How do you make riding up hills easier?
The best way to make riding up hills easier will vary depending on your riding style and terrain. Try practicing gradually, wearing a helmet, and carrying a water bottle on long rides to stay hydrated.
You can also use gears that are better for climbing hills and try to use your brakes less often. This will help reduce slipping and loss of grip.
If you want to see an example of this in action, watch this video on climbing hills and mountains on a fixed-gear bike from the Zach Gallardo YouTube Channel.
Frequently asked questions (FAQ)
Below are some commonly asked questions regarding how to climb hills on a fixie.
Are fixie bikes hard to ride uphill?
To be able to ride a fixie uphill, you must first ensure that you have the strength, stamina, and mental fortitude to get to the summit. This isn’t going to happen quickly; you’ll have to work hard to get the fitness you’ll need to become a competent hill climber.
How do you ride a fixie uphill?
Generally, you would ride a fixie uphill the same way you ride one down—by pedaling. However, because the slope of the hill is greater, the bike will require more power to stay in control and will slow down more quickly. So, if you are struggling to ride uphill, it may be best to avoid that area or find another way to get to your destination.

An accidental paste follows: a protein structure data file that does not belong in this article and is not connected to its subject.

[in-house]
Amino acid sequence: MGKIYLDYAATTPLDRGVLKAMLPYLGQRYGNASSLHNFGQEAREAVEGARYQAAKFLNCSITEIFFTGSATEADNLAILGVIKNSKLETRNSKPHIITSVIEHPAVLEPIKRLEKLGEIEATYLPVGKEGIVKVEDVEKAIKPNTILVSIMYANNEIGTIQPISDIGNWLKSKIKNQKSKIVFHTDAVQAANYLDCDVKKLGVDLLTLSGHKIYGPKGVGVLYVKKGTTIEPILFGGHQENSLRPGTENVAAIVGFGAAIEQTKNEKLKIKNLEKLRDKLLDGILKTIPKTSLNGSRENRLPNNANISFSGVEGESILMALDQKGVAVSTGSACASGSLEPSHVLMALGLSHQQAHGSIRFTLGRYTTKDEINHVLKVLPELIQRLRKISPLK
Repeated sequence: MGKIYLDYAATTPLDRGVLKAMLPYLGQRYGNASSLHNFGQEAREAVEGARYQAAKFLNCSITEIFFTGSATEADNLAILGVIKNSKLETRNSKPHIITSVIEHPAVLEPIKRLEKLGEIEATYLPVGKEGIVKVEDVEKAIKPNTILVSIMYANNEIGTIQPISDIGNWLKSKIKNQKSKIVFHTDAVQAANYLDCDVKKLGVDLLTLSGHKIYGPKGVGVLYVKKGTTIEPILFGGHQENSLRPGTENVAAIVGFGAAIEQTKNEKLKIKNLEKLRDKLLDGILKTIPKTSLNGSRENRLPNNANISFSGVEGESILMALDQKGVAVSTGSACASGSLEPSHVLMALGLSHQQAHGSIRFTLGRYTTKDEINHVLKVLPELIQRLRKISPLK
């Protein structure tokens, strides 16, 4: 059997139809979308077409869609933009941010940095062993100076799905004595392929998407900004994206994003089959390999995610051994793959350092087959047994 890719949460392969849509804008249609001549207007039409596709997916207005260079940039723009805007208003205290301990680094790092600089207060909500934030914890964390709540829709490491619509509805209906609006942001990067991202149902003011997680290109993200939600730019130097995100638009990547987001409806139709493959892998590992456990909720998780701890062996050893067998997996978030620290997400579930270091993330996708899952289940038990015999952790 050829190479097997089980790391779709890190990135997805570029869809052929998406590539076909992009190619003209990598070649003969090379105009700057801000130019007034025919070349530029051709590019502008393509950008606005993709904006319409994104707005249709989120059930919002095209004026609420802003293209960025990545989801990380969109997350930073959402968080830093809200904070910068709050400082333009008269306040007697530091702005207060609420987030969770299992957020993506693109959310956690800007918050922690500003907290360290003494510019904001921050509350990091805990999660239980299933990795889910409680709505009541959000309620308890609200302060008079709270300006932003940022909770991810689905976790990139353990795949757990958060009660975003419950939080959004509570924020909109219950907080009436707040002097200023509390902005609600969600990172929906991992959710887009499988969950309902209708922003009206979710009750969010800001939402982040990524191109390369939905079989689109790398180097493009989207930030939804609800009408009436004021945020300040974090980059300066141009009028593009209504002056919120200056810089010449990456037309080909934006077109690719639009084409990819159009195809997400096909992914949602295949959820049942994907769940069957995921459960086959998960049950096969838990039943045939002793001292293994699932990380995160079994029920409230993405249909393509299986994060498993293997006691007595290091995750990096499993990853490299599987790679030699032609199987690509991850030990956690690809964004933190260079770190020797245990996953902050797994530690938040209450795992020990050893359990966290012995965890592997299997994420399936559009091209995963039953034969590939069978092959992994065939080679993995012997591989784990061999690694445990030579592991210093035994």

What is the best riding position for riding uphill?
Cyclists perform best when they can discover and maintain a rhythm. By remaining seated while riding uphill, you may go a little slower, but you should be able to maintain a consistent cadence for a longer time. Standing up disrupts your rhythm quickly.
Everyone loves going downhill, but as a fixie rider, you need to be physically and mentally prepared for the challenge of climbing a steep hill. You won’t become a competent hill climber overnight; you’ll have to put in the time and effort to get to that fitness level. Climbing up hills and mountains on a fixed-gear bike is difficult. Even on a single-speed bike, it’s no walk in the park. But, with these tips, it can be done, and you might even enjoy it.
This article covered five tips to help you conquer a hill on a fixie. Here are some key takeaways:
- Practice on a level surface.
- Go fast up the hill right away.
- Keep a good pace and pay attention to your pacing.
- Prepare for discomfort when climbing the hill.
- Use your pedal straps for more power.
- Use your full strength.
- Zigzag up the hill for more control.
- Choose the proper gear ratio.
- If all else fails, just walk it out.
So, are you a hill climber, or is that not your thing? Let us know in the comments below (we read and reply to every comment). If you found this article helpful, check out our full blog for more tips and tricks on everything fixie. Thanks for reading, and stay fixed.